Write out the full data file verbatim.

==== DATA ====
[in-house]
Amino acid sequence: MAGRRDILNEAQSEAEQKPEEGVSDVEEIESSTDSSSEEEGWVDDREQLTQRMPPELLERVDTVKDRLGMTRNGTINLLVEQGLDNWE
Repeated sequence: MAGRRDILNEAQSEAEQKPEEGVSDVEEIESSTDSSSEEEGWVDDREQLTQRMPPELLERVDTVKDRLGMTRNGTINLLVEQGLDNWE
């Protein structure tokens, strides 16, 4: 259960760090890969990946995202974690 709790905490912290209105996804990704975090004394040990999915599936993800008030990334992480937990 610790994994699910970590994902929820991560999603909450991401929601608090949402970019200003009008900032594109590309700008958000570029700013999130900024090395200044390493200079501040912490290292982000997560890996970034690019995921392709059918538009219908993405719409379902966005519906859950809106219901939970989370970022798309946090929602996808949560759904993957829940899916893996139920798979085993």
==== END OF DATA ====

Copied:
[in-house]
Amino acid sequence: MAGRRDILNEAQSEAEQKPEEGVSDVEEIESSTDSSSEEEGWVDDREQLTQRMPPELLERVDTVKDRLGMTRNGTINLLVEQGLDNWE
Repeated sequence: MAGRRDILNEAQSEAEQKPEEGVSDVEEIESSTDSSSEEEGWVDDREQLTQRMPPELLERVDTVKDRLGMTRNGTINLLVEQGLDNWE
């Protein structure tokens, strides 16, 4: 259960760090890969990946995202974690 709790905490912290209105996804990704975090004394040990999915599936993800008030990334992480937990 610790994994699910970590994902929820991560999603909450991401929601608090949402970019200003009008900032594109590309700008958000570029700013999130900024090395200044390493200079501040912490290292982000997560890996970034690019995921392709059918538009219908993405719409379902966005519906859950809106219901939970989370970022798309946090929602996808949560759904993957829940899916893996139920798979085993």